2008-07-23 07:41:09 GMT 2008-07-23 15:41:09 (Beijing Time) SINA.com
Serbian ally Russia urged the closure of a "biased" UN war crimes tribunal on Tuesday following the arrest of Bosnian Serb leader Radovan Karadzic, as lawmakers accused the court of playing politics.
Karadzic's trial should be "impartial," Russia's foreign ministry said in a statement that also called for cases pending at the International Criminal Tribunal for the former Yugoslavia to be heard in countries in the region.
"We hope the inquiry and the trial of Karadzic will be impartial. We underline this since the ICTY has shown an often biased approach," the ministry said.
"We also reiterate the need to speed up moves to wrap up the activities of the ICTY and to hand over all unsolved cases to the investigative and judicial bodies of countries of the former Yugoslavia," the ministry statement said.
Countries in the region "are now fully mature and able to investigate independently and give out verdicts on war crimes," the statement added.
Serbian authorities on Monday said Karadzic, who is suspected of genocide and was one of the world's most wanted men, had been arrested after nearly 13 years on the run. He now faces extradition to the ICTY in The Hague.
The UN Security Council -- of which Russia is a permanent member -- has said the ICTY should end its activities by 2010 but it appears that this deadline will not be met because of pending cases.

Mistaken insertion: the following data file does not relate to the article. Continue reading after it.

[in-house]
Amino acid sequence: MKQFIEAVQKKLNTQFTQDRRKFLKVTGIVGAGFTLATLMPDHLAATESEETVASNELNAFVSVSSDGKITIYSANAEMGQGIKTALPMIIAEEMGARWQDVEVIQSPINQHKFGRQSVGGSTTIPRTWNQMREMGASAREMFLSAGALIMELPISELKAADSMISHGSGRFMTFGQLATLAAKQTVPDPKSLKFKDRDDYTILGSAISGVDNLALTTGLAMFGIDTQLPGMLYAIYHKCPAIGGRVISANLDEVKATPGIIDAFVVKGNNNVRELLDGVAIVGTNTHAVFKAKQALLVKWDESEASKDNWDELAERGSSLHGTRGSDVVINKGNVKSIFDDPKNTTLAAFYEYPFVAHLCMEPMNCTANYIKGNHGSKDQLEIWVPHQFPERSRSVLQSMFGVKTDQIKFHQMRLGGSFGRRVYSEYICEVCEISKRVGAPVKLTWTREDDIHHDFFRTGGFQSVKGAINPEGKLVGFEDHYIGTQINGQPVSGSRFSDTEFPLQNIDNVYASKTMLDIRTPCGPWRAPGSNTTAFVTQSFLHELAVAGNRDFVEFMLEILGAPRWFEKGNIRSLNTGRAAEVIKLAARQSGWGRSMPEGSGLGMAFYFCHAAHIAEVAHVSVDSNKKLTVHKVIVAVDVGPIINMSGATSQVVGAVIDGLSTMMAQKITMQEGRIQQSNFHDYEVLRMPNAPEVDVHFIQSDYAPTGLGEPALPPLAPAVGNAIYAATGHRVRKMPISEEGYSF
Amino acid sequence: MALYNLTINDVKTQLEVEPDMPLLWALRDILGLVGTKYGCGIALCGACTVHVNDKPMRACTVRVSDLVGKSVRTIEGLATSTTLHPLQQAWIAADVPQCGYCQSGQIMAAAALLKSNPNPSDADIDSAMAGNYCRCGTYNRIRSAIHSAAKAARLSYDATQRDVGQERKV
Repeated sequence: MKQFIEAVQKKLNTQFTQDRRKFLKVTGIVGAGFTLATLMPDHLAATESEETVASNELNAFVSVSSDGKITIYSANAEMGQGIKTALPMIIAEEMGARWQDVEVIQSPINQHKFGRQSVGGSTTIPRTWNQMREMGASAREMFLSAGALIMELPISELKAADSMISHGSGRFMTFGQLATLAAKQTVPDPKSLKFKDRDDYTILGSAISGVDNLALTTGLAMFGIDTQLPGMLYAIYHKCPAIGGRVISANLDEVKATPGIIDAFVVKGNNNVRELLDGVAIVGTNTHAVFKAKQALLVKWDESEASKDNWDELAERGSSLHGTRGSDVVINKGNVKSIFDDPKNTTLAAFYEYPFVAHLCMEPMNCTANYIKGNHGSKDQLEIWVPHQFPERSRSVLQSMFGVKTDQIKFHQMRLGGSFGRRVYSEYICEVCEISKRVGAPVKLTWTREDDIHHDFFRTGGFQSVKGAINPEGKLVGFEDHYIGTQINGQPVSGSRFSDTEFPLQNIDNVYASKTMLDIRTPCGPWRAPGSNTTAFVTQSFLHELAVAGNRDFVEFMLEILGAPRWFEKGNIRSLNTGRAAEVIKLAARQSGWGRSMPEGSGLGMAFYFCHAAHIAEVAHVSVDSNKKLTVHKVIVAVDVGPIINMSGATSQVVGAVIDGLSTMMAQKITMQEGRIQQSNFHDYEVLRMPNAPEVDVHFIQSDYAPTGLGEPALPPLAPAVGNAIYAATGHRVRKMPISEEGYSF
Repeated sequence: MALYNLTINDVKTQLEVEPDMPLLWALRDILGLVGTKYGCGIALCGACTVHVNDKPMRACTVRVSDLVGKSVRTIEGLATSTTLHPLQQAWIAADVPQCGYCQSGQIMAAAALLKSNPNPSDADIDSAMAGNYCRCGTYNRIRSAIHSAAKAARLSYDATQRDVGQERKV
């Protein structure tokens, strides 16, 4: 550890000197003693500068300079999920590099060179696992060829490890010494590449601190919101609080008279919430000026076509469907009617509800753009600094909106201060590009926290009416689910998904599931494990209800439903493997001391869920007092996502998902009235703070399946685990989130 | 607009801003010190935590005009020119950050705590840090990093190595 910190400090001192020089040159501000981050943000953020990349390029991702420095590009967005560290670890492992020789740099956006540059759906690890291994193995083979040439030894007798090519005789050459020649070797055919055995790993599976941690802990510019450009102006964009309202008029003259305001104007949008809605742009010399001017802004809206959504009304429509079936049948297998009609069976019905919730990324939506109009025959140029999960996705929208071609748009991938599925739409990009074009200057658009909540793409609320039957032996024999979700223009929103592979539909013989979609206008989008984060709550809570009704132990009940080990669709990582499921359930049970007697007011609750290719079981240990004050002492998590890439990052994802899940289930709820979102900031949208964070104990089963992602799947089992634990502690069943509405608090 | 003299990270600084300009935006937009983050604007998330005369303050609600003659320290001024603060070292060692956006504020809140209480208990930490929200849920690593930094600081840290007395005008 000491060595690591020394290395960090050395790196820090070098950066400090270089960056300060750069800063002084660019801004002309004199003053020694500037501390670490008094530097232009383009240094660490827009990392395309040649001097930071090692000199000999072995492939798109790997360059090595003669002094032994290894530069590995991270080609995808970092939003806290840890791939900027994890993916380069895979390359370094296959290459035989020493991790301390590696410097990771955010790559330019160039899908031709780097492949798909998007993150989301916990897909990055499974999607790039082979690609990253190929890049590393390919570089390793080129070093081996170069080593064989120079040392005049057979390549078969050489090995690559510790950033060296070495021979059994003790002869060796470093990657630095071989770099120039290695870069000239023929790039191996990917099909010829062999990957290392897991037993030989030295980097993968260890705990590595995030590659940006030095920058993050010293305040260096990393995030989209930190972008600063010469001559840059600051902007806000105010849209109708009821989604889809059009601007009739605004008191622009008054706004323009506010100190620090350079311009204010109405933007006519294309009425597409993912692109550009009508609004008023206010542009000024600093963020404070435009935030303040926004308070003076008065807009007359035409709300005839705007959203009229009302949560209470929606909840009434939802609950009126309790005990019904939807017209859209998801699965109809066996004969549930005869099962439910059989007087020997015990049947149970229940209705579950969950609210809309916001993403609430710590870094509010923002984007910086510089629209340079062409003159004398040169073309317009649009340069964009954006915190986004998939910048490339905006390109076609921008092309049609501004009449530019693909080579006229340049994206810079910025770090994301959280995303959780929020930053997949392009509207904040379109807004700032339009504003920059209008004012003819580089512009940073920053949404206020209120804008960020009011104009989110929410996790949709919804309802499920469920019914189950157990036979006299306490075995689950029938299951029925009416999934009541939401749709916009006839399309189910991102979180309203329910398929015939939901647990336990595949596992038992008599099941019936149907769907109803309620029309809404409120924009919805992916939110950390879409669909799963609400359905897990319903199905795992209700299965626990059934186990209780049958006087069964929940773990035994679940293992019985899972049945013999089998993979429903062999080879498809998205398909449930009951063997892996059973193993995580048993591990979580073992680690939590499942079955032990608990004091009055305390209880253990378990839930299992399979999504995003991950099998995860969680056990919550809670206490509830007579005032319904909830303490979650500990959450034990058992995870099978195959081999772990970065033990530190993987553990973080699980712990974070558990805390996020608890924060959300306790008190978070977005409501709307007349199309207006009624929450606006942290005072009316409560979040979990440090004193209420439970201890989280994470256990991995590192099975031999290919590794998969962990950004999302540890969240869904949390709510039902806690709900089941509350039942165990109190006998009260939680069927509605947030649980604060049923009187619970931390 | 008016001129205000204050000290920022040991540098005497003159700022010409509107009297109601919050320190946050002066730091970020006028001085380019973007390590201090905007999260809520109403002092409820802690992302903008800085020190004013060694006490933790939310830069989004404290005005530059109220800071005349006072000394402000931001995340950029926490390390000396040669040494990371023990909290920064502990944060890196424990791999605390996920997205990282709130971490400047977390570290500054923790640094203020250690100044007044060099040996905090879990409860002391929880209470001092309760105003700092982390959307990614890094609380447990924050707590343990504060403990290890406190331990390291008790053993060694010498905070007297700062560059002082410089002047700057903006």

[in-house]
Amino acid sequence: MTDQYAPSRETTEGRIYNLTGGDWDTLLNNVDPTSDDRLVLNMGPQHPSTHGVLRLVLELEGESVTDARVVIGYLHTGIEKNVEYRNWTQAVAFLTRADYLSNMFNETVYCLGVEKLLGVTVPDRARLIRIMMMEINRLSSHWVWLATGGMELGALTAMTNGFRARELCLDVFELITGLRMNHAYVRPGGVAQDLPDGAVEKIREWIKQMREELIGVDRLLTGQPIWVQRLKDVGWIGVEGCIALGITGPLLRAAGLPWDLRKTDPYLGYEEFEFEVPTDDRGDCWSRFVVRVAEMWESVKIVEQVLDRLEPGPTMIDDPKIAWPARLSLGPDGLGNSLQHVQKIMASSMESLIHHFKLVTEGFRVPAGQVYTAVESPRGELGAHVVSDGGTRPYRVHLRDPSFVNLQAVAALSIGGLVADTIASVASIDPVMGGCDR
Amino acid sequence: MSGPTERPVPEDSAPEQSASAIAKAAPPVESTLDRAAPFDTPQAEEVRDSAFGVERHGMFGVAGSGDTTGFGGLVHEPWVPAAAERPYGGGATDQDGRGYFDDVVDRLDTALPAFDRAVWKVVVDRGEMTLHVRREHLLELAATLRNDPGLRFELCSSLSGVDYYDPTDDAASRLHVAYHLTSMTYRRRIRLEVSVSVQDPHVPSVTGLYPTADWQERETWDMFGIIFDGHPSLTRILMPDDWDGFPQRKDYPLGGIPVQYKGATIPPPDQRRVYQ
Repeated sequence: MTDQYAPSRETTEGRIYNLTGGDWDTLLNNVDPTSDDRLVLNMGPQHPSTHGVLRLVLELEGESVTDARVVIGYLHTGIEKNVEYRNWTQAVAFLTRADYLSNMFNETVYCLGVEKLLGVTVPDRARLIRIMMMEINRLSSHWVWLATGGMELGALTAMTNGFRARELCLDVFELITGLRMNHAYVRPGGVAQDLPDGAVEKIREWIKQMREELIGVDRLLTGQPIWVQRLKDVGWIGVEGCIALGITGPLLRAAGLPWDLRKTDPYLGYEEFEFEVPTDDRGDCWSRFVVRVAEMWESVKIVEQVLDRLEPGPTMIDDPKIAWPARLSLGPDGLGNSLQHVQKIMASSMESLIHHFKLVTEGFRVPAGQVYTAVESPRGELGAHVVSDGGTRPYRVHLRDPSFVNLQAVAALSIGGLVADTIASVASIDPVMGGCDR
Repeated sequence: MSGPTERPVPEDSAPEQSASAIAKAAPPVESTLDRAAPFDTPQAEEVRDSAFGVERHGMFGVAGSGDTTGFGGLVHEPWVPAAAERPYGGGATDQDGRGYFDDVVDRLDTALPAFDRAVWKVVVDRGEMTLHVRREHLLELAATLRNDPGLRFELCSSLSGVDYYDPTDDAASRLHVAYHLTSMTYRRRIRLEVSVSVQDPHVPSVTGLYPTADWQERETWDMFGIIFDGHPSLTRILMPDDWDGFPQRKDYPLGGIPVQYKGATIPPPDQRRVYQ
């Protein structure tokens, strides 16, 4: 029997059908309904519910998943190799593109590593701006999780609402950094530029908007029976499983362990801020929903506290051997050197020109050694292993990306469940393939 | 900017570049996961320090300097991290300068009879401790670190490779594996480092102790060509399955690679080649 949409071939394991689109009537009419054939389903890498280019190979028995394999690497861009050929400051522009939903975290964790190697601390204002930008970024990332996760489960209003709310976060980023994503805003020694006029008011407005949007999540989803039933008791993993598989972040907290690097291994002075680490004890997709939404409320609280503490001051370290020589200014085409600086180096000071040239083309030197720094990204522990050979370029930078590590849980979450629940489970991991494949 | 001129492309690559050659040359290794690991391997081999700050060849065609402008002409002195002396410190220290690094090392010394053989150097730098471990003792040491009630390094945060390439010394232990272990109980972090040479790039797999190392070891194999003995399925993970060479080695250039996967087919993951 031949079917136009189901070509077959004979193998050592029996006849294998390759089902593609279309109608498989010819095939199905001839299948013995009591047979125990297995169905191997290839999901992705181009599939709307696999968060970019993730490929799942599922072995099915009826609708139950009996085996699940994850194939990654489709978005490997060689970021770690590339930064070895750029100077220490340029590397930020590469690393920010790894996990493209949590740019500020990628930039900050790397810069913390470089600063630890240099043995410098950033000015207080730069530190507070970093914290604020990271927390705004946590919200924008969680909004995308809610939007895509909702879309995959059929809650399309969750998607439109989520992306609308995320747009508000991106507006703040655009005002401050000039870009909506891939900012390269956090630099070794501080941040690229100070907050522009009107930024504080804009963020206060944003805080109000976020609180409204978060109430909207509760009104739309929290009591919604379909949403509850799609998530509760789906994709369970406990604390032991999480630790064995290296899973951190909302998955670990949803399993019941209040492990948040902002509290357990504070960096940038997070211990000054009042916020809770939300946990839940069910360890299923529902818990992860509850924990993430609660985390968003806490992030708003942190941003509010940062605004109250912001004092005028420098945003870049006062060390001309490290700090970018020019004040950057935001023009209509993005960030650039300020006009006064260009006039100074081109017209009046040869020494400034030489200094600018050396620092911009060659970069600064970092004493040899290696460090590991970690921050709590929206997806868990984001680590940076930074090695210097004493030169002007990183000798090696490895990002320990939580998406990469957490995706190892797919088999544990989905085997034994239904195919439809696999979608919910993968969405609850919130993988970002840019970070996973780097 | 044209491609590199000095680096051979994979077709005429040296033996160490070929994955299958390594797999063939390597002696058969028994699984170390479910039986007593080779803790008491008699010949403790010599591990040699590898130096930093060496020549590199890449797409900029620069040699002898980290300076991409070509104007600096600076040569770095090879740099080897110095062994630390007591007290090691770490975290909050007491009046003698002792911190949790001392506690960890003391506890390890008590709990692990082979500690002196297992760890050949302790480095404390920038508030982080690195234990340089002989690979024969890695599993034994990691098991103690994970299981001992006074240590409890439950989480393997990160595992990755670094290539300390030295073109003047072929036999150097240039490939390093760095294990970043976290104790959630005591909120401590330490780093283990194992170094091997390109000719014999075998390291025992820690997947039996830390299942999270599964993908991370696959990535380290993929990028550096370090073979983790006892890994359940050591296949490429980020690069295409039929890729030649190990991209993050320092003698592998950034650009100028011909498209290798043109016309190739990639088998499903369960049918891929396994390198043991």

Russia on Tuesday listed as examples of the court's bias the acquittal and freeing of Bosnians and Kosovo Albanians including former Kosovar prime minister Ramush Haradinaj "whose involvement in war crimes is without doubt."
Haradinaj, a former militia leader suspected of murder, torture and rape of Serbs and opponents, was acquitted by the ICTY earlier this year for lack of evidence in a trial at which several witnesses refused to testify.
The bias accusations fit with Russian support for Serbia in the international arena, including over Kosovo. Russia has also given political asylum to the widow and son of late Yugoslav leader Slobodan Milosevic.
Karadzic's arrest evoked a chorus of protest among Russian politicians.
Russian Communist Party leader Gennady Zyuganov said in a statement that Karadzic's arrest was an "unseemly step" and resulted from "every form of crude political, economic and media pressure put on Belgrade by the West."
Far-right leader Vladimir Zhirinovsky told ITAR-TASS that Karadzic is "a symbol of the Serbian liberation struggle," adding: "If Russia didn't have nuclear weapons, they would do the same to us. We have to be with the Serbs."
Russia's envoy to NATO Dmitry Rogozin reportedly said that Western officials responsible for deciding to bomb Yugoslavia in 1999 should also be charged alongside Karadzic.
"If the Karadzic case merits being considered in The Hague, then next to him in the dock should be those who took the decision to bomb entirely innocent people," Rogozin was quoted as saying in Brussels by Interfax.